James Hunt on the winner’s podium (L to R): Patrick Depailler (FRA) Tyrrell, second; race winner James Hunt (GBR) McLaren; John Watson (GBR) Penske, third. French Grand Prix, 1976. — Image © Phipps / Sutton Images / Corbis
I’m stoked to see Rush this weekend– the much anticipated film by Ron Howard on one of Formula One’s most talented and notorious drivers ever, James “The Shunt” Hunt. The seemingly insatiable ladies’ man was estimated to have had 5,000 trysts in his lifetime. History tells of a wicked weekend where buddy and fellow (motorcycle) racing legend Barry Sheene tallied 33 BA stewardesses lined-up at the door of their Tokyo Hilton suite. It’ll be interesting to see if Chris Hemsworth is able to capture his wit and charm, and if he can keep his muscles from overshadowing the memory of Hunt’s lean, lanky frame hard-earned by a physical exercise regiment consisting largely of driving, and shagging. The perfect primer for Rush is the documentary When Playboy’s ruled the World which accurately and colorfully takes you back to the glory days of Hunt & Sheene when driving was dangerous, and sex was safe. More epic photos of James Hunt in action after the video…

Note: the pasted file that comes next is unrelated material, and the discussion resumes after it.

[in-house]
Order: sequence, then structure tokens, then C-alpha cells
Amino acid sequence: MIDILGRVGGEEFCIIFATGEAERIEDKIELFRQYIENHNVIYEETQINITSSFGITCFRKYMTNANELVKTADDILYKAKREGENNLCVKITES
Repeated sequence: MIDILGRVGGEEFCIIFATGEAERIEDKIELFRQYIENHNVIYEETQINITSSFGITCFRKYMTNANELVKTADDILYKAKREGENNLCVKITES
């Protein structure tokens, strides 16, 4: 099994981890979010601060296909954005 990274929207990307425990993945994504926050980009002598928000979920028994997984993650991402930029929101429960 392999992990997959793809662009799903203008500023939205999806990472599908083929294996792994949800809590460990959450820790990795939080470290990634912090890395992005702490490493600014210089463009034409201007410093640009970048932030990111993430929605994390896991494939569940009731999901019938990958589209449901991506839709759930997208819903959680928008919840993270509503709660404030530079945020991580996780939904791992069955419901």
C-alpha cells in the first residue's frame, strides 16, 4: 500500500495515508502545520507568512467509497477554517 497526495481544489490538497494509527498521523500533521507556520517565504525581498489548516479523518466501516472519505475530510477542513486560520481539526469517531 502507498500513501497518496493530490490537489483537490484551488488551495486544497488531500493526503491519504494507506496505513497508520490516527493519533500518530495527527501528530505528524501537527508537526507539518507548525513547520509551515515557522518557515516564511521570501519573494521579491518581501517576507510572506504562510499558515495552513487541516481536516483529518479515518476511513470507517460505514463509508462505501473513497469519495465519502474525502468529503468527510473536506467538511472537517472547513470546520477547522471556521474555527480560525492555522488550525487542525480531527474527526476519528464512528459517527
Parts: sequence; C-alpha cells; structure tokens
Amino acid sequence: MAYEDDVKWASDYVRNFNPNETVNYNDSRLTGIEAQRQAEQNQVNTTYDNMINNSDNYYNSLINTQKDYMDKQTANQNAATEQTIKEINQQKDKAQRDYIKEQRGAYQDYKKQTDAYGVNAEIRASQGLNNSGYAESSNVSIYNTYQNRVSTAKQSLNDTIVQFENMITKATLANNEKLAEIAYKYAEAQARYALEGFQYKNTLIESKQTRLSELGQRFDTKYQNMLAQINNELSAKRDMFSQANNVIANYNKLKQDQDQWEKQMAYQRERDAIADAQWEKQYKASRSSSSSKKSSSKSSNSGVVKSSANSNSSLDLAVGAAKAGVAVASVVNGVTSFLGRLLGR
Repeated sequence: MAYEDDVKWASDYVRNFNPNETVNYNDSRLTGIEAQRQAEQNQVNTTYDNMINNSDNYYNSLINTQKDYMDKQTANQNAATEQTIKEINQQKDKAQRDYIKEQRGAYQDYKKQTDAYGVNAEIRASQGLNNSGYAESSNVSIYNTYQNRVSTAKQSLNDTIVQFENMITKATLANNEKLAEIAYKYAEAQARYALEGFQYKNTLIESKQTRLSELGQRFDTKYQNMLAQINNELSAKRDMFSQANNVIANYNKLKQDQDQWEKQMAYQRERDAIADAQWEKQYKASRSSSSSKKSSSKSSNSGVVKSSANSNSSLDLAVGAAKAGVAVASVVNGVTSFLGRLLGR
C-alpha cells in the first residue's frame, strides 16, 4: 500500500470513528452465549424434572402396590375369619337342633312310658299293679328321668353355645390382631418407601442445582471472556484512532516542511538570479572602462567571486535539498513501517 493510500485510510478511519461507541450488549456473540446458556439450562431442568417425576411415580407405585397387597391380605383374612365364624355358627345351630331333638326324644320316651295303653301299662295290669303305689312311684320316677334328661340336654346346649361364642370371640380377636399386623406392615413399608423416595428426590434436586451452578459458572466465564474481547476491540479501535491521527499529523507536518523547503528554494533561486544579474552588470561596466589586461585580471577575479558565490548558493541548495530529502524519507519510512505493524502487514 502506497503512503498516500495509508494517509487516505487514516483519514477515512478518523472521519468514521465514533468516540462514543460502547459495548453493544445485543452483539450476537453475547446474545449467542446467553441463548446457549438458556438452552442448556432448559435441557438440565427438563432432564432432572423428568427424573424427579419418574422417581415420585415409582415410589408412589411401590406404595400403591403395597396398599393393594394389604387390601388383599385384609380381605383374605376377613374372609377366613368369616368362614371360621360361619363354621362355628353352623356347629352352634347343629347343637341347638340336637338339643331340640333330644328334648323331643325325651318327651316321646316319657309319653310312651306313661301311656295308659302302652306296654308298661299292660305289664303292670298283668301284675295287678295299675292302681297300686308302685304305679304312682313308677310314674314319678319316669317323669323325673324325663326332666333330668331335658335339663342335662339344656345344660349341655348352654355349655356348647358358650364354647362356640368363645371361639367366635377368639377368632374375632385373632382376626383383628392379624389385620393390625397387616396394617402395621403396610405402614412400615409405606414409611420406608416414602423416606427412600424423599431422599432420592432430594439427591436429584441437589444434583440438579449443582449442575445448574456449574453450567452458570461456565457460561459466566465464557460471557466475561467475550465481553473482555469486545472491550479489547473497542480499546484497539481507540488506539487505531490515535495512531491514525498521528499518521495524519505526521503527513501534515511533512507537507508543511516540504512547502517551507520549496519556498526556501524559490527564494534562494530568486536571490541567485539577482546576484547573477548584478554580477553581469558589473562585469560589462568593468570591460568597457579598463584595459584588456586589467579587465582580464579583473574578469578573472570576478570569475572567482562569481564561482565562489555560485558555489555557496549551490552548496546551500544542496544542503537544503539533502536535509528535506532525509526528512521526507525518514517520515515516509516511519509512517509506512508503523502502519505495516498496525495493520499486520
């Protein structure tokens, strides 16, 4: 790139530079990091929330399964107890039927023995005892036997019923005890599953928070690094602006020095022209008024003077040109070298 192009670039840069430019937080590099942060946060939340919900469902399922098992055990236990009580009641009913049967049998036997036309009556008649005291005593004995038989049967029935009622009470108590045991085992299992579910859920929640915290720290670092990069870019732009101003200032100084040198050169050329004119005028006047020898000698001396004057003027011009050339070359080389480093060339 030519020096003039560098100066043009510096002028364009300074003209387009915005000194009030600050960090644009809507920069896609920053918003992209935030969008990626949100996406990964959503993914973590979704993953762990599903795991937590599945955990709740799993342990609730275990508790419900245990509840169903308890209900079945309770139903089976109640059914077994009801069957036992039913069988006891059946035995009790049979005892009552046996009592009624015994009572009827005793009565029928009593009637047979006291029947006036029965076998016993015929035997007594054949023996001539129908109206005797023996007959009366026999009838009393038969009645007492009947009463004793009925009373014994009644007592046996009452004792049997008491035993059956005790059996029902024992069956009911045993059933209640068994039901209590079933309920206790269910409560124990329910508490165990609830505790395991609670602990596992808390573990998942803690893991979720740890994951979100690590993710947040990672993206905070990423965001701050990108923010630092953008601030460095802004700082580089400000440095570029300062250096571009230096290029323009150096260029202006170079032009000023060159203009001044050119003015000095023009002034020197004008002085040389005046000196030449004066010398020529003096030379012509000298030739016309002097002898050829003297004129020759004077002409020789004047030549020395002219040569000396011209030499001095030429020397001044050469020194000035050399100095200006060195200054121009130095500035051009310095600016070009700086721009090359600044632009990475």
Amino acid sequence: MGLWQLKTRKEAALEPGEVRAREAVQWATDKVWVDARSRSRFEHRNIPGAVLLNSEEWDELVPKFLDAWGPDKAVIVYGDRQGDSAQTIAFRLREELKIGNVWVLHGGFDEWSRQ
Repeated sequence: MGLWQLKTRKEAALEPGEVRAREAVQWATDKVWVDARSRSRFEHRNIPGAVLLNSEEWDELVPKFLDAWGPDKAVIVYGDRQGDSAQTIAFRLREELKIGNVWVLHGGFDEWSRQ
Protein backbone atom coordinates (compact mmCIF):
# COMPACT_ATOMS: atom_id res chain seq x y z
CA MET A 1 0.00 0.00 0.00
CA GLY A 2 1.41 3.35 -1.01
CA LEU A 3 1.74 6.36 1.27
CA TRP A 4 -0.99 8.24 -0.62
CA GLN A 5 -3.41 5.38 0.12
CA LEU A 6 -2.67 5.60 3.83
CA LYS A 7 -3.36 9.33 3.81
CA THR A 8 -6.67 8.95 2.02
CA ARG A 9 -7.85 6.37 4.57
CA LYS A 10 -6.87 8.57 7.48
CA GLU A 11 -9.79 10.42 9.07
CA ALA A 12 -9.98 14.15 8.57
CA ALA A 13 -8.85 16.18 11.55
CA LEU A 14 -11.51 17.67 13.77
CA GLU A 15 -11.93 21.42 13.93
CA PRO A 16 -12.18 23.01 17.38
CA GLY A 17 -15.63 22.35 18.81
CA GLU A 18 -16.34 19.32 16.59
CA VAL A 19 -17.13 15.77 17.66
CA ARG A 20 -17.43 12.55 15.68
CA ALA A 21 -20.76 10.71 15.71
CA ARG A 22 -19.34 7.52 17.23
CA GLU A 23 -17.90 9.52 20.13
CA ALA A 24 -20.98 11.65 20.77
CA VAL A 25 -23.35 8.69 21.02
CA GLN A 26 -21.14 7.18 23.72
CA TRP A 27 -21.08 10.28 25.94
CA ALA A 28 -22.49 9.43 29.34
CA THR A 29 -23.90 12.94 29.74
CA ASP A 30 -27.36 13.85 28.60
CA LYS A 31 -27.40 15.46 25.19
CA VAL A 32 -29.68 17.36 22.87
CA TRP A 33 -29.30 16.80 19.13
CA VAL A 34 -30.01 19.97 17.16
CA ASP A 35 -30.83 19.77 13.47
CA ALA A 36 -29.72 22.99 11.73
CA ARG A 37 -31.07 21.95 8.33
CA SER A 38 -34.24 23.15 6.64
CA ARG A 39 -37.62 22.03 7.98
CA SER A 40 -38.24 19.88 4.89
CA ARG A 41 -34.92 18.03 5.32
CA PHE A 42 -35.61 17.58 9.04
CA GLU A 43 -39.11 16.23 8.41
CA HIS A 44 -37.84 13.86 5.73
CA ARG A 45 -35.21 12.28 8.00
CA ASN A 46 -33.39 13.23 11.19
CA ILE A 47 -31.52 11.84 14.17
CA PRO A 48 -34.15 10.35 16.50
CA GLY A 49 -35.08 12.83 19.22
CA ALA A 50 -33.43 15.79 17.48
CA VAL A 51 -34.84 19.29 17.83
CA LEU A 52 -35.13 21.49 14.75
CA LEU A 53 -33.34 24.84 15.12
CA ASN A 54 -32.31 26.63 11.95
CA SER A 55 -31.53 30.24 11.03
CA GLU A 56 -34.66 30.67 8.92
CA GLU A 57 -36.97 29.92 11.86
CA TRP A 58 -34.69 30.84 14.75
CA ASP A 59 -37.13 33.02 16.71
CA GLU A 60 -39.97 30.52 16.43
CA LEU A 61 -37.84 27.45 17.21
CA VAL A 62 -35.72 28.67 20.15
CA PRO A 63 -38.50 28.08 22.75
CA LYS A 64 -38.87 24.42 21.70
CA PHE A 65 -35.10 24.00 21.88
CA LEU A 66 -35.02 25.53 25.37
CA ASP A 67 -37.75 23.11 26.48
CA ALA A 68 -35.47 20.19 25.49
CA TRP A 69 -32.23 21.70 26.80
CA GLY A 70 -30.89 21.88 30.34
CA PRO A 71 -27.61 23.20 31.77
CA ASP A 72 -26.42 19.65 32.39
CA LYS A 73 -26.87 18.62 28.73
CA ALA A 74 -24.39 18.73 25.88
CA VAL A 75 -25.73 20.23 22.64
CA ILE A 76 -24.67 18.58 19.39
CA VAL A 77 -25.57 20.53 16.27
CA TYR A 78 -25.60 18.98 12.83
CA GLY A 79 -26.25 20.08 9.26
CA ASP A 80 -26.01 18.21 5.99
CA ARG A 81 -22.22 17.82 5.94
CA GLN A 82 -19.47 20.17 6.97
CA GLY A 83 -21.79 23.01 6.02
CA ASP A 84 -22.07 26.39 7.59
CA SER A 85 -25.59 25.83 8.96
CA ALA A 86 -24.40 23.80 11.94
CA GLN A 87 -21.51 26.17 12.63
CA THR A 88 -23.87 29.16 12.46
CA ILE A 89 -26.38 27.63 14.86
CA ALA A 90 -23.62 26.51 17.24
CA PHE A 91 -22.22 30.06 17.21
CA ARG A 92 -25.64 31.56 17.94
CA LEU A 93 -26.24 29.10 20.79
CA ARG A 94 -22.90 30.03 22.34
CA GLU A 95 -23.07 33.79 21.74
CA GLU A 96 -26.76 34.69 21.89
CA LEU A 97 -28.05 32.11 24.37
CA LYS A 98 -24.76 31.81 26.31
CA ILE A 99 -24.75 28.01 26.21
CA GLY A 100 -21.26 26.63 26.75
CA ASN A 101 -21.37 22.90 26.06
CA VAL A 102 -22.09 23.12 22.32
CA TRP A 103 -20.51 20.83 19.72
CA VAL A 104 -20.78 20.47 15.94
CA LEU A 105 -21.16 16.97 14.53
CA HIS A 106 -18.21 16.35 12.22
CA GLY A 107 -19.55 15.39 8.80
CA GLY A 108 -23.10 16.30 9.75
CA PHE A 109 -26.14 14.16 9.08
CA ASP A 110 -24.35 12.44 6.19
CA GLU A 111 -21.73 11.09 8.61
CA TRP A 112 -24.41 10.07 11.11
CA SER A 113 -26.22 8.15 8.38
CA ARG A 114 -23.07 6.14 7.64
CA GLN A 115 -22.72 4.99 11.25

Francoise Hardy on the ‘Grand Prix’ set seen wearing co-star James Garner’s helmet, 1966.